The camera can be a powerful weapon against repression, racism, violence, and inequality. The American photographer Gordon Parks (1912-2006) used photography to expose the deep divisions in American society. Parks was an important champion of equal rights for African Americans and in his work addressed themes such as poverty, marginalisation and injustice. Aside from his iconic portraits of legends like Martin Luther King, he especially achieved fame through his photographic essays for the prestigious Life Magazine and films he directed, such as The Learning Tree and Shaft.
With the exhibition Gordon Parks - I Am You. Selected Works 1942-1978, Foam presents 120 works from the collection of The Gordon Parks Foundation, including vintage prints, contact sheets, magazines, and film excerpts.
Gordon Parks is best known for his black and white photographs, but he also produced a lot of work in colour. The exhibition includes many colour photographs as well as portraits, documentary photos and fashion photography. Excerpts from Parks’s films The Learning Tree and Shaft are also shown, which, in combination with the contact sheets and magazines containing his work, portray the social and political context in which he worked. It was a time in American history in which the African-American call for equality rocked the nation.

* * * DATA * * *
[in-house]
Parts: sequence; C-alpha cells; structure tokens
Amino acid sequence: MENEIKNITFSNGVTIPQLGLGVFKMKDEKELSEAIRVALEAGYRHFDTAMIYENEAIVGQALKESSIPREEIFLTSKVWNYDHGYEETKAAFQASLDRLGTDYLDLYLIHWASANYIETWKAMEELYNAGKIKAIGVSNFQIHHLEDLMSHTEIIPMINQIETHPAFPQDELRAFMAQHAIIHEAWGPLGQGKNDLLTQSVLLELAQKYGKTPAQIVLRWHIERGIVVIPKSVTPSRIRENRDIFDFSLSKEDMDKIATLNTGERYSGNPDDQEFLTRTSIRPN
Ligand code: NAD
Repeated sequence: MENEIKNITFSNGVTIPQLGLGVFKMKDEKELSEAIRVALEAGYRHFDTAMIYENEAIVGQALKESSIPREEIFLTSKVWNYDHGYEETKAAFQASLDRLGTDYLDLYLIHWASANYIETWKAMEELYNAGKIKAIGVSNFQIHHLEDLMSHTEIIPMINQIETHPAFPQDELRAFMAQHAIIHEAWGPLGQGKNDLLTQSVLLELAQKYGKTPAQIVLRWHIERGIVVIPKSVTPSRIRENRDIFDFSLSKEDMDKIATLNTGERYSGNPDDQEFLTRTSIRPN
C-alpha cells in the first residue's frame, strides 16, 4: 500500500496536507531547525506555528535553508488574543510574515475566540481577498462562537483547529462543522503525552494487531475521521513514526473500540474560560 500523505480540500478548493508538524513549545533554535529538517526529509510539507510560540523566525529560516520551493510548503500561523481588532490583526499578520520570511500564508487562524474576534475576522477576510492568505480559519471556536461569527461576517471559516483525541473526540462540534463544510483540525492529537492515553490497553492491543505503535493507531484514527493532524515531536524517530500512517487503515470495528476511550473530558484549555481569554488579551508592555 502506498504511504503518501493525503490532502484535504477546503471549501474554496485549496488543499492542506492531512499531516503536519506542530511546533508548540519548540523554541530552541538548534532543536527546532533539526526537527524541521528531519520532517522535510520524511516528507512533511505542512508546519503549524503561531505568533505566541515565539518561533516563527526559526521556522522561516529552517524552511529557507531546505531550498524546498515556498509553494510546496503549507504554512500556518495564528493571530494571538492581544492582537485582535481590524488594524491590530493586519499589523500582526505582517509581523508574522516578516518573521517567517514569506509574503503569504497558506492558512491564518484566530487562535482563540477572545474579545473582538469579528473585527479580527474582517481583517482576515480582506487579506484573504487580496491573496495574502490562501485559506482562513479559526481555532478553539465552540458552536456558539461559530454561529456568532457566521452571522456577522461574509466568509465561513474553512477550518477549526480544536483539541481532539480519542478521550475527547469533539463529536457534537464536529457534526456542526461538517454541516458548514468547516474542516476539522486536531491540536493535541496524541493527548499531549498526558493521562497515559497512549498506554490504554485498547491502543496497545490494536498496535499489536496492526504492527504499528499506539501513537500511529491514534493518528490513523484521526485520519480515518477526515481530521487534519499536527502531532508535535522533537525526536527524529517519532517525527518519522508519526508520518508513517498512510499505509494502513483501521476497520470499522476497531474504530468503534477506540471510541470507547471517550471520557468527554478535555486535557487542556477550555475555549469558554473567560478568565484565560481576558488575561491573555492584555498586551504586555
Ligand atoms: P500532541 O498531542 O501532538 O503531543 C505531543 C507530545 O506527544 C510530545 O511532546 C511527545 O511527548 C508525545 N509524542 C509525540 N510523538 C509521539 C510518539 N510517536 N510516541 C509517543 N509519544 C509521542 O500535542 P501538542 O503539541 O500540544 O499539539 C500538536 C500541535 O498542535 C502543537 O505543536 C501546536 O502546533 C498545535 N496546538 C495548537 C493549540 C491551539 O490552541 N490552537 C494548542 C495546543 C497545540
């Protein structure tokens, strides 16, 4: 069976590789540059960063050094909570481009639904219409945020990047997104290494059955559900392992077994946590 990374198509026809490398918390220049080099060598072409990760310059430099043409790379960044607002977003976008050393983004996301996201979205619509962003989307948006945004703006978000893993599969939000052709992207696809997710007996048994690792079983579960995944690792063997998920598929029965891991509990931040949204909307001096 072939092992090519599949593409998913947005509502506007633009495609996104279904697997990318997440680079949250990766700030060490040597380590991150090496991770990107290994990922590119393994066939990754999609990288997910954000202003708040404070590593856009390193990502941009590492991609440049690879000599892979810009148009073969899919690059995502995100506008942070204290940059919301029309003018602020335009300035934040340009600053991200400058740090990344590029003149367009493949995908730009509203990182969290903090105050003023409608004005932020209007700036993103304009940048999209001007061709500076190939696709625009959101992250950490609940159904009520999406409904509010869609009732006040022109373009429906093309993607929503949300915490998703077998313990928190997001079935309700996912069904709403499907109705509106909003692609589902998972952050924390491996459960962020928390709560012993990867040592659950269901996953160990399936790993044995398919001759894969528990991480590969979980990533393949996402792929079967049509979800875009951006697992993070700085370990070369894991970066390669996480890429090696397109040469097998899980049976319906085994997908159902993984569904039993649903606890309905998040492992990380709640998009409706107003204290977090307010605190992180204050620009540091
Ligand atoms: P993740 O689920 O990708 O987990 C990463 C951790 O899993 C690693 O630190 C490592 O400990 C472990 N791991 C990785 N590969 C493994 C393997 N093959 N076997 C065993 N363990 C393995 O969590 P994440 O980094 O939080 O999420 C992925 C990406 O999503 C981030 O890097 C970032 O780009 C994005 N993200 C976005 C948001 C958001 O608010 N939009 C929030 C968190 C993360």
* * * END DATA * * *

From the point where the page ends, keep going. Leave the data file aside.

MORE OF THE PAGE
Gordon Parks - I Am You. Selected Works 1942-1978 presents the work of a fabulous storyteller. Parks carved out a place for underexposed topics during a turbulent time in the United States. He stands out for his open attitude to the various groups making up a fiercely divided America. Through the striking narrative imagery of his photos and his films, Parks managed to connect with a wide and diverse audience.